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Making Of 'Dust'

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(Score 4.94 out of 5 after 49 Votes)
| Comments 5
Date Added: 21st October 2011
Software used:
With this project, the thing I was most interested in was painting an image with a dark, moody atmosphere, much of it in shadow, and a bright spotlight to illuminate key elements. I was inspired by the work of the great Renaissance painter Caravaggio. I was intrigued by the idea of illustrating a very modern subject in a more classical style.

I used a few different brushes in this project, but most of the time I stuck to the good old Chalk brush, with pen pressure on and shape dynamics off (Fig.01).

Fig. 01

I started off with a very rough black and white sketch (Fig.02). When drawing the first thumbnail of any image, I don't worry about accuracy, anatomy or even composition. In the beginning, what's most important is getting the gist of the image in my head down on paper; allowing myself the freedom that helps me to articulate my vision and develop new ideas. I decided I wanted the spotlight coming from the right in order to illuminate the foremost soldier's face as he looks around the corner, and also to create an air of mystery; just what exactly is he looking at? Initially, I wasn't sure how to pose the second soldier, but sometimes one element helps to define another. In this case, the lighting really determined his pose for me. I knew that I wanted him edge lit by the spotlight as well and for that to happen he had to be standing, peering over the side of the tank.

Fig. 02

I started over and drew up a second, more refined sketch (Fig.03). I decided to adjust the angles of the rifles to make them suggest the shape of an arrow pointing toward the foremost soldier's face, to better guide the eye towards him. I giddily realized that, in doing so, I could pick up some of the spotlight on the front guy's hand and rifle (an exciting discovery)! I also added a secondary light source from the left and mapped them both out (Fig.04).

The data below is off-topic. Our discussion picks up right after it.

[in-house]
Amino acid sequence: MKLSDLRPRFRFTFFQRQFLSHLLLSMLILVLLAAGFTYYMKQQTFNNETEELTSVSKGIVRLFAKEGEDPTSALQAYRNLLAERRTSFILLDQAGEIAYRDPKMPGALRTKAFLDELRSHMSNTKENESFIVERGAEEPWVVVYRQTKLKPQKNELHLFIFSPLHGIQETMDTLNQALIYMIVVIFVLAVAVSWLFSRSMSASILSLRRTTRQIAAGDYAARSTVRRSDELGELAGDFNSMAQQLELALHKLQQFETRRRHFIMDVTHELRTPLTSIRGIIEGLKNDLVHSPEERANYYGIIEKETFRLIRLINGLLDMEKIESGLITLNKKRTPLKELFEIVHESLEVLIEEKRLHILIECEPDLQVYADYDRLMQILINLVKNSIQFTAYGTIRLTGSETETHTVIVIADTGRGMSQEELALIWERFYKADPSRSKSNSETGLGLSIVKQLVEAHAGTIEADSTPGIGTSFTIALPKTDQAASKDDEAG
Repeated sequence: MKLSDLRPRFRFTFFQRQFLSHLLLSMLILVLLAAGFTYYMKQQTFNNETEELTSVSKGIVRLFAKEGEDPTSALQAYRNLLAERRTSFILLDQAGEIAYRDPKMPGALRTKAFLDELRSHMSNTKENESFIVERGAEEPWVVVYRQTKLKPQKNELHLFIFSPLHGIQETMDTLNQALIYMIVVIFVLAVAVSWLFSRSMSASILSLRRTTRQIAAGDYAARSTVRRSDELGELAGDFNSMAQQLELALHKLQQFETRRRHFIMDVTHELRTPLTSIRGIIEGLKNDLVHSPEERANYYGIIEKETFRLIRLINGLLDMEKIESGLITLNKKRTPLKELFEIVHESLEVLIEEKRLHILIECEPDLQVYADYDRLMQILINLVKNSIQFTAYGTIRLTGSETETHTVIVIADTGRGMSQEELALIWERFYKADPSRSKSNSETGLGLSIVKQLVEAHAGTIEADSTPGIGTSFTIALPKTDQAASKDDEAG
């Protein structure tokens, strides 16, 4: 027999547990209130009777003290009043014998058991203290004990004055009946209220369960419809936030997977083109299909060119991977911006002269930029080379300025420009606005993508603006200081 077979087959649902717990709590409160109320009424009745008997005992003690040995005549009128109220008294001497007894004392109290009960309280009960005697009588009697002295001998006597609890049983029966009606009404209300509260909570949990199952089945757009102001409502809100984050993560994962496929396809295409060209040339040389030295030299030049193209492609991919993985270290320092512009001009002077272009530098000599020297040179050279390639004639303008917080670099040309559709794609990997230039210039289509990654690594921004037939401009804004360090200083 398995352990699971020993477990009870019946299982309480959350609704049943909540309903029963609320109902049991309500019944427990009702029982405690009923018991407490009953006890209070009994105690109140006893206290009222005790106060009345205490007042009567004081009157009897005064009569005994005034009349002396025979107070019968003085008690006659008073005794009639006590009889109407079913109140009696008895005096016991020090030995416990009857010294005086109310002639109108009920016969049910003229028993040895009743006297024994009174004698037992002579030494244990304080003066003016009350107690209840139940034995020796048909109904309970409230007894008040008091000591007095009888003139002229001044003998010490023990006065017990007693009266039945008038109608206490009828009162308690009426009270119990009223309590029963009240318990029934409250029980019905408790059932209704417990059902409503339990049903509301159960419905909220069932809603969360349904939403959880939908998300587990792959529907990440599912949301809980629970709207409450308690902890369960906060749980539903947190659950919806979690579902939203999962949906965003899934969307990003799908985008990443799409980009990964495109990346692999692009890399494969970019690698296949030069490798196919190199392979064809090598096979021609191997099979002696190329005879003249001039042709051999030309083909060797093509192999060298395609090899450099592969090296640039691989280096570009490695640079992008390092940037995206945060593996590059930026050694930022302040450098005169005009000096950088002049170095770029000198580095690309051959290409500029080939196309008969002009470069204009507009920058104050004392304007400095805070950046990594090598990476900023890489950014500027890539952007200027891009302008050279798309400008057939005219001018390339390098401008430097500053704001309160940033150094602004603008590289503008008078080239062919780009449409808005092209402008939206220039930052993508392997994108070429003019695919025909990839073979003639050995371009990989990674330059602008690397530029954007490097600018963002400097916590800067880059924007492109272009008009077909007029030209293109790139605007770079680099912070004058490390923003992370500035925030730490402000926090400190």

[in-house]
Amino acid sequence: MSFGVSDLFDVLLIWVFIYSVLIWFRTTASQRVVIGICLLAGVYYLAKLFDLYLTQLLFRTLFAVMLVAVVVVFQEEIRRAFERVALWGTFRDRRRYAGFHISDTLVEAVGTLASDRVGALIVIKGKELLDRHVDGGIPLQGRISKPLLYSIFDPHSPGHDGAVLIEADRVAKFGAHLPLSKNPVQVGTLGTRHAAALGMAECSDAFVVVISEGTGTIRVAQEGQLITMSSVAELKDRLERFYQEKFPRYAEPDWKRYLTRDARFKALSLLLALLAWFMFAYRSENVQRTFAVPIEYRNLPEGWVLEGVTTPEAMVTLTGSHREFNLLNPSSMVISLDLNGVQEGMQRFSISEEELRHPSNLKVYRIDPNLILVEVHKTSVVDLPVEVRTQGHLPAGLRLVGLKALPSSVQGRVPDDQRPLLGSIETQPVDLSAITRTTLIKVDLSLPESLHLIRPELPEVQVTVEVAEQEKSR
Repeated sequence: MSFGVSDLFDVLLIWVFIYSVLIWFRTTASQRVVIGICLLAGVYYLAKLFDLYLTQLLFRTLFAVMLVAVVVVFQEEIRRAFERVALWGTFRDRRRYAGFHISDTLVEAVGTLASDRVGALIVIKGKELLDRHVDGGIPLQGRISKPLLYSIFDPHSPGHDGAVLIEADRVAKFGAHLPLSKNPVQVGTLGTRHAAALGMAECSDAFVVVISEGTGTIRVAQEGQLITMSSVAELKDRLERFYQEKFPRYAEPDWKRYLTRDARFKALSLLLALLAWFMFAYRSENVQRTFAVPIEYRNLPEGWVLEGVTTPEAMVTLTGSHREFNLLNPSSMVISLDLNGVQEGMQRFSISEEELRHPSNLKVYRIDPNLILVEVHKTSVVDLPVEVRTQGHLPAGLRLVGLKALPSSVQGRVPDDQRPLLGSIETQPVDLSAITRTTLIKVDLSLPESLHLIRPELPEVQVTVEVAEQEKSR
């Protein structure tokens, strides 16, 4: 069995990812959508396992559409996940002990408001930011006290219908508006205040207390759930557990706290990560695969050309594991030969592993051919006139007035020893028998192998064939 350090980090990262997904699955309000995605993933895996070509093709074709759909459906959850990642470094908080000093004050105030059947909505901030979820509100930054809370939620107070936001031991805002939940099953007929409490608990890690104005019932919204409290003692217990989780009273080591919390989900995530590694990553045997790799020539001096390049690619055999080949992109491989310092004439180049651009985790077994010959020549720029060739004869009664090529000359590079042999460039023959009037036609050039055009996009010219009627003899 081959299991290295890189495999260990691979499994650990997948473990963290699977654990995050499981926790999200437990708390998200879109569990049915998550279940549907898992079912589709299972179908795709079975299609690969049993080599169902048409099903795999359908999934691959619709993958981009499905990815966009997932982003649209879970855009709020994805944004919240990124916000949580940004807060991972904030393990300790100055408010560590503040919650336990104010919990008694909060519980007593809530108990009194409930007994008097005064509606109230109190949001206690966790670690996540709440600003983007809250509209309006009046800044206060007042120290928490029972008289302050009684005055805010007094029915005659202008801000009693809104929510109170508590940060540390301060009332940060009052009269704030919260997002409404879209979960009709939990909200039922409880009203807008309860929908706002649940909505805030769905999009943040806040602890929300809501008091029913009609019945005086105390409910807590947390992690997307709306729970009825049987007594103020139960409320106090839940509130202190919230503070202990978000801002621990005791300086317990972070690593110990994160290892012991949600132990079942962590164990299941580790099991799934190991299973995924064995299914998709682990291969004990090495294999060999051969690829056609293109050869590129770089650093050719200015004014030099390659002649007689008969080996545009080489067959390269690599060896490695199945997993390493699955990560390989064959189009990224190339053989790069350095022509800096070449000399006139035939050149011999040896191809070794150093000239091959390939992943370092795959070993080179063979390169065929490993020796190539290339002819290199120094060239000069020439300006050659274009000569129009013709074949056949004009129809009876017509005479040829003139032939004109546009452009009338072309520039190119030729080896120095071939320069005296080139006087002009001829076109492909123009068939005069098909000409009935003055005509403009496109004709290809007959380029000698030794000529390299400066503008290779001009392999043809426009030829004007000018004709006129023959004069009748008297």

Fig. 03

Fig. 04

As I continued working, I didn't deviate much from the color in my initial sketch. A monochromatic look, I decided, would best convey the gritty, war zone feel I was trying to get across, though in the end I wish I'd deviated just a bit more color-wise.

With the composition, lighting, and poses roughly mapped out, I began to finish the piece. For me, there are two ways to complete a project - keep things zoomed out and work on everything at once, or zoom in and finish it section by section. I jumped into the latter perhaps a bit too early. Normally, I try to start the final rendering only after nailing down the sketch. But I still wasn't 100% sure about what I had down, and as a result each figure underwent a few variations (not without frustration) before I was finally satisfied.

The first part I began working on was the front end of the tank. I've always felt that reference material is important, but with real-world mechanical objects, I find that references are particularly important. I happened to have a model of an Abrams on my desk, which I lit appropriately and directly referenced (Fig.05). With my model as a visual guide, this section was the most straightforward to complete.

Fig. 05

continued on next page >

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Readers Comments (Newest on Top)
Alan on Wed, 11 July 2012 6:24pm
Hi Chase I really like this illustration. I hope someone picked it up for a book cover? I was wondering what kind of "real" time it took to accomplish some thing like this? Cheers Alan
Goodluck on Tue, 10 July 2012 9:33am
very good tutorial,thank you.
Ryan on Tue, 25 October 2011 12:39pm
Beautiful piece! I would like to hear how you paint your "hard surface objects" like the guns, do you use lasso tools alot? or how do you generate that perfectly symmetrical machine-made feel.
Xoio on Mon, 24 October 2011 7:54am
Astonishing technique. Great.
Daniel on Fri, 21 October 2011 10:08pm
thank you amazing tut !!
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